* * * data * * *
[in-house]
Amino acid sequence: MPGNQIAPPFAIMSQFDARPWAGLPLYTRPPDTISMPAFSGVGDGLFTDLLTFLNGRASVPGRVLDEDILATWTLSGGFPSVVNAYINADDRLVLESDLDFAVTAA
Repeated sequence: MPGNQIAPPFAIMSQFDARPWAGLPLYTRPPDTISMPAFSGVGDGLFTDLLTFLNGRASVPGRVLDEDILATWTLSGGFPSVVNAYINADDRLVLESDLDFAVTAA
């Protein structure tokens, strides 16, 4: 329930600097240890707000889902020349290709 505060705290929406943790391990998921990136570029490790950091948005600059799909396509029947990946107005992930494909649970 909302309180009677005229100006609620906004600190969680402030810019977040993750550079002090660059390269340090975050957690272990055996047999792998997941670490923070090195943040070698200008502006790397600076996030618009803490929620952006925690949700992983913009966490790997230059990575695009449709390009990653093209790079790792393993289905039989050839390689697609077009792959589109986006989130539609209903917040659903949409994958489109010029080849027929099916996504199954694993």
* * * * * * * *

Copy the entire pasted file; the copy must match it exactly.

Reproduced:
[in-house]
Amino acid sequence: MPGNQIAPPFAIMSQFDARPWAGLPLYTRPPDTISMPAFSGVGDGLFTDLLTFLNGRASVPGRVLDEDILATWTLSGGFPSVVNAYINADDRLVLESDLDFAVTAA
Repeated sequence: MPGNQIAPPFAIMSQFDARPWAGLPLYTRPPDTISMPAFSGVGDGLFTDLLTFLNGRASVPGRVLDEDILATWTLSGGFPSVVNAYINADDRLVLESDLDFAVTAA
């Protein structure tokens, strides 16, 4: 329930600097240890707000889902020349290709 505060705290929406943790391990998921990136570029490790950091948005600059799909396509029947990946107005992930494909649970 909302309180009677005229100006609620906004600190969680402030810019977040993750550079002090660059390269340090975050957690272990055996047999792998997941670490923070090195943040070698200008502006790397600076996030618009803490929620952006925690949700992983913009966490790997230059990575695009449709390009990653093209790079790792393993289905039989050839390689697609077009792959589109986006989130539609209903917040659903949409994958489109010029080849027929099916996504199954694993």